Ponnuru points out that Fiorina can present her anti-choice position in a less judgmental way than a male candidate, saying, "I myself was not able to have children of my own, and so I know what a precious gift life is." That probably won't persuade the generation of women who were with Boxer from the start of her long career, but it will get Fiorina a hearing with the generations that followed. They want to know what she would do that Boxer hasn't to revive California's faltering economy and make life better for them. The outcome of this marquee race is as much about the sisterhood as it is the two contenders.

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It sound like Barbara Boxer was the only one to make choices concerning California. Has anyone check on the Senate voting polls on certain issues of interest on how your senators votes? Republicans are noted for voting no or if it concerns big business or oil then that's another story and they will go way out to accommodate the big donaters that helped them win.

June 19 2010 at 10:08 PM Report abuse -1 rate up rate down Reply

I was asked to work on Baraba Boxer re-elections campaign I said I would if they could tell me what she did for the State of Ca for last 6 years. I never heard back. The HP under Carly and before/after her had to do what a lot of US companies need to do stay in business. Hopefully we can get someone in office who has run a company. Understands the effects of over-regulations. Understand that every production posisiton supports nine non production positions. Understand the only way to get our economy rolling and to reduce our debt is to make it desirable to bring back the manufacturing jobs to the US.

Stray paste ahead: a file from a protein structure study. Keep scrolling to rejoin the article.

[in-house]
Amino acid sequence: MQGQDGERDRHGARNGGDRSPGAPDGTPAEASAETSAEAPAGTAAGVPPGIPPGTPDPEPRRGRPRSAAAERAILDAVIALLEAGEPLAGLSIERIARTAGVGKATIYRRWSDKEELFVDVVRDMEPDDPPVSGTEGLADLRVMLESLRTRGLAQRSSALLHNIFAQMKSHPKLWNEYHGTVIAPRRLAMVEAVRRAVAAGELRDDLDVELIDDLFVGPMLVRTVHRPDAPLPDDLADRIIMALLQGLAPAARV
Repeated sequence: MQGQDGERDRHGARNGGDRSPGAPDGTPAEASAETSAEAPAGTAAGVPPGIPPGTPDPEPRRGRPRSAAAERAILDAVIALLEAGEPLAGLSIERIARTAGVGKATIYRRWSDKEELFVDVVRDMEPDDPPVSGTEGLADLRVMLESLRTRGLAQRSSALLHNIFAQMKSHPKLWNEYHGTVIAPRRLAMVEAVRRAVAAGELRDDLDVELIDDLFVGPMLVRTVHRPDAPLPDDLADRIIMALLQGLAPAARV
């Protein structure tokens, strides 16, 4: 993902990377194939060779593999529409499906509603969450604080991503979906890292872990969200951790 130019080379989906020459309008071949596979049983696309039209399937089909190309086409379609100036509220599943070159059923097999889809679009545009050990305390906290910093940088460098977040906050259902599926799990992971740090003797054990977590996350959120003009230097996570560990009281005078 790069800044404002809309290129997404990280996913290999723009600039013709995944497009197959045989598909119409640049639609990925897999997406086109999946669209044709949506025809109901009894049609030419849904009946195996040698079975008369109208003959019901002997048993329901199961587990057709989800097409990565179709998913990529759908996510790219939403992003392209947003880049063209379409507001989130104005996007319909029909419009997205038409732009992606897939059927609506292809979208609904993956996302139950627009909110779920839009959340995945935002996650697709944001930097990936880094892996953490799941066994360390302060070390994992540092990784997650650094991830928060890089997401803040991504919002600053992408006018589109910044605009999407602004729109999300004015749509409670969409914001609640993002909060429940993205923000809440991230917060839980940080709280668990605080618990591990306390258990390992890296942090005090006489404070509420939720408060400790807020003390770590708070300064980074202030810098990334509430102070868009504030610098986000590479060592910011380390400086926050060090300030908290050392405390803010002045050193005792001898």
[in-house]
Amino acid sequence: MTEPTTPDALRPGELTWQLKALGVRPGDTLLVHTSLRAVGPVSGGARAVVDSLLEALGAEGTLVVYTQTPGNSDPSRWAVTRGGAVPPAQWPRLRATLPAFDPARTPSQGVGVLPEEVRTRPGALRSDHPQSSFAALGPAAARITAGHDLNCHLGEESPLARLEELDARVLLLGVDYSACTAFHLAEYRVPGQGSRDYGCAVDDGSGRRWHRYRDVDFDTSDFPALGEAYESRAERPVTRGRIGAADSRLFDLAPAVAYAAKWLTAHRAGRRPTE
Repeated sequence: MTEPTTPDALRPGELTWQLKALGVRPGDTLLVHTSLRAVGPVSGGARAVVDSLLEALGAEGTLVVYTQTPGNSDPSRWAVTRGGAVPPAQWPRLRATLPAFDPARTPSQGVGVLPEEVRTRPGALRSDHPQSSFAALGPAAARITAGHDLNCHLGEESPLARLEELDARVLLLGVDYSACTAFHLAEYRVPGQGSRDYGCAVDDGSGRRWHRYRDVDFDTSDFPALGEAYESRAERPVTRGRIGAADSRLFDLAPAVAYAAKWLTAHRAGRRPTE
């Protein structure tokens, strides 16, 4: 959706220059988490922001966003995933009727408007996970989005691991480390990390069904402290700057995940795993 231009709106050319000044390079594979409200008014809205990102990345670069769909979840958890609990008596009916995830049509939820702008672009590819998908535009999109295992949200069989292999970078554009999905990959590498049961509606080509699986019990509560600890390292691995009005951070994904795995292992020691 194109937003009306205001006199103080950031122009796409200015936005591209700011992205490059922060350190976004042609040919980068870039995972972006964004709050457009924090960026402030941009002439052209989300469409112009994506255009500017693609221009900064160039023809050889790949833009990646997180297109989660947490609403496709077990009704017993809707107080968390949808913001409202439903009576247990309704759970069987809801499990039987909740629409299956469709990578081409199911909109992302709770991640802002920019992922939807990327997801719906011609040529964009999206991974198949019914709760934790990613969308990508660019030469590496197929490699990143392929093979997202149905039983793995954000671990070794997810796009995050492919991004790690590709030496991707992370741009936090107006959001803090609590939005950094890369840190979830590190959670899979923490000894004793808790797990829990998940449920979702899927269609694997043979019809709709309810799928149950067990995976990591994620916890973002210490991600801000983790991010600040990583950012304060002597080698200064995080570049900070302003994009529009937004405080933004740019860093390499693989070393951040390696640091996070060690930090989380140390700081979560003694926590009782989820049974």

June 18 2010 at 5:05 PM Report abuse +2 rate up rate down Reply

pro or against, no one is ever gonna agree on the abortion issue, so for me I'll look for other more important issues affecting CA when I vote.

June 17 2010 at 6:21 PM Report abuse rate up rate down Reply

IT's not so much that Barabra Boxer is liberal. Or that she is for abortion. It is that she has been in the congress and politcal picture for 30 years saying the same thing for 30 years. You do not keep a teacher who teaches the same lecture for 30 years. If it isn't up-dated every three to four years then what is taught is ancient history. That is Boexer's problem.